I strongly recommend the Grief Recovery Method. I was so impressed I got certified as a specialist personally. I don’t typically add modalities to my core Life Adventure Consulting but this method covered an area that I wasn’t addressing and in an evidence based way. 

Contact Authors/Creators

Contact me if you want to know more about having a better life after loss then you did before.

Next Book Review Link

Purpose & 13 Motivations

There’s never been a better time to reconnect to your motivation. Let’s face it, even if the last two years didn’t completely derail you, it probably rerouted you. Most of the people I talk to describe it as a kind of malaise. Your forward momentum was likely stalled. You probably have new habits to unlearn, whether these were bad habits or just ways of working around things necessitated by covid lockdowns that aren’t as effective as ways you could be doing things.

We hear a lot about finding your motivation. Some people say you need to connect to your, “why.” Others say you need a vision for your life. Still others say, no you need a purpose or a mission. I think this is another instance of people being wired a little different from each other. Each of these terms describes what I call a motivator, a product at the end of an approach to self examination. (ie a mission/vision/purpose statement, or life’s message.) I’d include in this list a Core Value Index (CVI) which accomplishes a similar goal in a very applicable format.

It’s probably worth defining each of these terms and outlining there approach. but that’s a meaty enough bite to warrant it’s own post. In this post lets focus on the 3 pillars you need to have if your efforts are going to move you toward prosperity with a purpose. Then cover 9 motivations, at least some of which are wired into your nature. Recognizing how you’re wired will let you work with not against yourself, and it will show you reasons you may have been tripped up in past attempts to succeed in life.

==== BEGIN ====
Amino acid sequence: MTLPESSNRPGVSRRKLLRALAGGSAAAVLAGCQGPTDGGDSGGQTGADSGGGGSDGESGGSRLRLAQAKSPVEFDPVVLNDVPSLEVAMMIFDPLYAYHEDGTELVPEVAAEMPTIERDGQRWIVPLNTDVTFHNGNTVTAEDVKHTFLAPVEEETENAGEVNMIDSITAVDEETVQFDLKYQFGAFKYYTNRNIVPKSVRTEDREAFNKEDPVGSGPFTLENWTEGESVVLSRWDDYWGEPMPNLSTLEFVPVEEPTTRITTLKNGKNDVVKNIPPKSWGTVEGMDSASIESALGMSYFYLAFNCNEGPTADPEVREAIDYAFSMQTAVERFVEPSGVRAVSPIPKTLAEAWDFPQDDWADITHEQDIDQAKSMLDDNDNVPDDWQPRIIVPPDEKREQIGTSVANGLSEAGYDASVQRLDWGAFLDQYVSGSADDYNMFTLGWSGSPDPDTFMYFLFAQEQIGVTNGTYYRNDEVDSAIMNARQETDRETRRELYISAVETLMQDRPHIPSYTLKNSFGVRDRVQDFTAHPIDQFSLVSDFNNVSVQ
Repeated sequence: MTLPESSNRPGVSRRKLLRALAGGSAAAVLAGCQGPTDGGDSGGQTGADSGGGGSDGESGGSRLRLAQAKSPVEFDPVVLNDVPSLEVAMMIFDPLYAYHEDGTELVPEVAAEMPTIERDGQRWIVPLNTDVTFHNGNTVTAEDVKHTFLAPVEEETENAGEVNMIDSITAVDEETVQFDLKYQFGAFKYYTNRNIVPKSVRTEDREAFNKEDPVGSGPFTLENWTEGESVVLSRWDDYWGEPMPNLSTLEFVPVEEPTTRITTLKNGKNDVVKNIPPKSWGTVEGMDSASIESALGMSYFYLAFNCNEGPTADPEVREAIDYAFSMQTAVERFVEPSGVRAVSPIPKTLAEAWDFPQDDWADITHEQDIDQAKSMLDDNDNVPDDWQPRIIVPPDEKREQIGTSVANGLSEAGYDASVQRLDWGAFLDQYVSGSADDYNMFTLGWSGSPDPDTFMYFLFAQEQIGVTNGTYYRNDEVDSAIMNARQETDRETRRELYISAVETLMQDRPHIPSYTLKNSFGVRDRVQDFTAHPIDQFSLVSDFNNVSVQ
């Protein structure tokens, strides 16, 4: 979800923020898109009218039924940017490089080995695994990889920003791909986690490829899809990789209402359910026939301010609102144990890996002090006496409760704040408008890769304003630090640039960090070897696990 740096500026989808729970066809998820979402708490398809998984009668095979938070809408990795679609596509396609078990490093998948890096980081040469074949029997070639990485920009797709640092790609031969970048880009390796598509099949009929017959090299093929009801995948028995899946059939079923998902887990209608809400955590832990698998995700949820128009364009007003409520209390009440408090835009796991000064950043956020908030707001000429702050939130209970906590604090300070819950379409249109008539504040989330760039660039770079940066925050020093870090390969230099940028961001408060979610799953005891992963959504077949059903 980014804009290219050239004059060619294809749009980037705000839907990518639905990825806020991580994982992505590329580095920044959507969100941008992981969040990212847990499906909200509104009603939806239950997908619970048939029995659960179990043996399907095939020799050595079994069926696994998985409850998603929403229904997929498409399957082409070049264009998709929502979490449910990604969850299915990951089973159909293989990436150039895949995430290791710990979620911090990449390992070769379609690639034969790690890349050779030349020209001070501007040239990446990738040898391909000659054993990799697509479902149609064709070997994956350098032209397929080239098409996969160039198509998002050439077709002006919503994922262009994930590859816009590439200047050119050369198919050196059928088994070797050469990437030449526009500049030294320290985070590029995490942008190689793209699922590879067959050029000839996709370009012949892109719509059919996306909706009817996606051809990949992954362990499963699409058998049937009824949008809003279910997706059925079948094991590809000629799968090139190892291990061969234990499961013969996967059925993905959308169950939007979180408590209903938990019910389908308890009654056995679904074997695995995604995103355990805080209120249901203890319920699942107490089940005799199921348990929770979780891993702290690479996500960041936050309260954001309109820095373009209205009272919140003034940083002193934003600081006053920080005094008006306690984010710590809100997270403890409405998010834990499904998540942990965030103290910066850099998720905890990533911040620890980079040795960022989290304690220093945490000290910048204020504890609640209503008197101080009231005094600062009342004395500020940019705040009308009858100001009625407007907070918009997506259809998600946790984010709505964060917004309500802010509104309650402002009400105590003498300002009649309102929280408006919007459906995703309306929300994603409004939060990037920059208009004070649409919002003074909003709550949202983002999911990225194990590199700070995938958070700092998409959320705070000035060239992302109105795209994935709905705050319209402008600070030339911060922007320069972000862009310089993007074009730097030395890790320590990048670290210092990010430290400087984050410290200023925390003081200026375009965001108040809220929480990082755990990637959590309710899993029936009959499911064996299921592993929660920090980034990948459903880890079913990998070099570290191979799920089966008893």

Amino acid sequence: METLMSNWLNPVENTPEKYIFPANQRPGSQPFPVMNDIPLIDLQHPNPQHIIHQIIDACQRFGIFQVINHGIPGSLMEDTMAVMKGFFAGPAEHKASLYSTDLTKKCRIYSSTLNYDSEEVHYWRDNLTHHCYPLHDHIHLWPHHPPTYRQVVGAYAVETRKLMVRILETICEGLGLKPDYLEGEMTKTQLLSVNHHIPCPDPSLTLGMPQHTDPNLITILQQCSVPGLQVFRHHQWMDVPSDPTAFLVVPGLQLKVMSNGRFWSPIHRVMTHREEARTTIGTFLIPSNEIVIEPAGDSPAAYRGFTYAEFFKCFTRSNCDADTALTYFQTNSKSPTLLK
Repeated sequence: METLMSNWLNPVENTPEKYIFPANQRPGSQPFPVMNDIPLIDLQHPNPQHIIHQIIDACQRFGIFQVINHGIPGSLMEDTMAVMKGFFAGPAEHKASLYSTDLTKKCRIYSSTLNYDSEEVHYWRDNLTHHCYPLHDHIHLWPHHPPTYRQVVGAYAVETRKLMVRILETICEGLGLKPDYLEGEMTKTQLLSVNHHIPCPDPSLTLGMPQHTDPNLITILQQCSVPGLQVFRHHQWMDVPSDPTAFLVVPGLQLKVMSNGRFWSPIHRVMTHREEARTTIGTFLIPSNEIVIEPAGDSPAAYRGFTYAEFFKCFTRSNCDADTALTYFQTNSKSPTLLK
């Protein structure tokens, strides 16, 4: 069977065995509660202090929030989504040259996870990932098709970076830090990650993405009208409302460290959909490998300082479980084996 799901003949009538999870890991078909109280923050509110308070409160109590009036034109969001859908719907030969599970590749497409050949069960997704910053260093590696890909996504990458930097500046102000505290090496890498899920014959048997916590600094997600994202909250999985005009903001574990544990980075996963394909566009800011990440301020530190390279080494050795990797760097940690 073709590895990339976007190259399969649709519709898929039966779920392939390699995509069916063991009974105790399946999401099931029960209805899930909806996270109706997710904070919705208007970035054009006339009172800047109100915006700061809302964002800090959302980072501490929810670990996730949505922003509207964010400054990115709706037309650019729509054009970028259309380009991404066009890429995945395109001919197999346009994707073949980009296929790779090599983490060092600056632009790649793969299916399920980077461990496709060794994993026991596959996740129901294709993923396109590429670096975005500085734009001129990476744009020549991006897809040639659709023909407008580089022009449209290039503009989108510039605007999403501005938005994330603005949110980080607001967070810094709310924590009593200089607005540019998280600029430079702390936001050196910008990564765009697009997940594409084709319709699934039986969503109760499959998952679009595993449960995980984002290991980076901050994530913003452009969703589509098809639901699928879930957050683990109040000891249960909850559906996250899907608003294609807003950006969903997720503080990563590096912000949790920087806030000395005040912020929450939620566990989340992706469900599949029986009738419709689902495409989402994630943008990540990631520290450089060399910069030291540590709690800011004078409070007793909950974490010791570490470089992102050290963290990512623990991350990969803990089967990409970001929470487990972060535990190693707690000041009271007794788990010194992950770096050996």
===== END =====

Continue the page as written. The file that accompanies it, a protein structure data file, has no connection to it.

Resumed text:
3 things we need to have Joy at Work: (John Garfield) 

I’m not sure you said it first but I first heard it from John Garfield. To feel fulfilled we…

  • a Cause
  • a Contribution
  • a Community

A Cause

To be satisfying, a cause must be larger than yourself. It must be noble. Like someone in AA coming to the conclusion that if their addiction controls them, than something out there must be bigger and more powerful than the substance–a higher power they can call upon for rescue from problems instead of numbing themselves. Ultimately we need to process the wounds that leave us feeling the need to numb out, but a great start is believing that I’m not my own God. I’ve never met a person who could claim to be happy living for themselves. We get energy and excitement being a part of something larger than life.

Our cause doesn’t have to be entirely philanthropic. It’s totally okay to need energy or money in exchange for what you’re pouring out, but the key is impact. We need to have a unique impact see below.

A Contribution

Our contribution is our part of the larger thing. It must be unique. There is something innately offensive about someone who tries to put you in a box. We sense their need to reduce us to a few simple descriptors. I’m much larger than just a few attributes, no matter how true those attributes are, or how well they describe me in a given circumstance.

I’ve been through ups and downs in life. I’ve got scars and I’m proud of them. I’ve done hard things and I’ve had breakthrough. I’m uniquely qualified to help at least some people through at least some difficult times. I call this my Unique Value Add. I have a unique toolkit of strengths, aptitudes, character traits and experience to address circumstances that plague others. I come alive heling others, but only when I’m heling them toward something I believe in and doing it in a way that is unique to me.

A Community

It stands to reason then, that I need people to help. If I need dishes put on the top shelf I can get a stool, but if I have a tall friend standing right there why not hand them for help. We need to learn to lean on each other’s strengths. Together we can get more done, in less time, and have more fun doing it.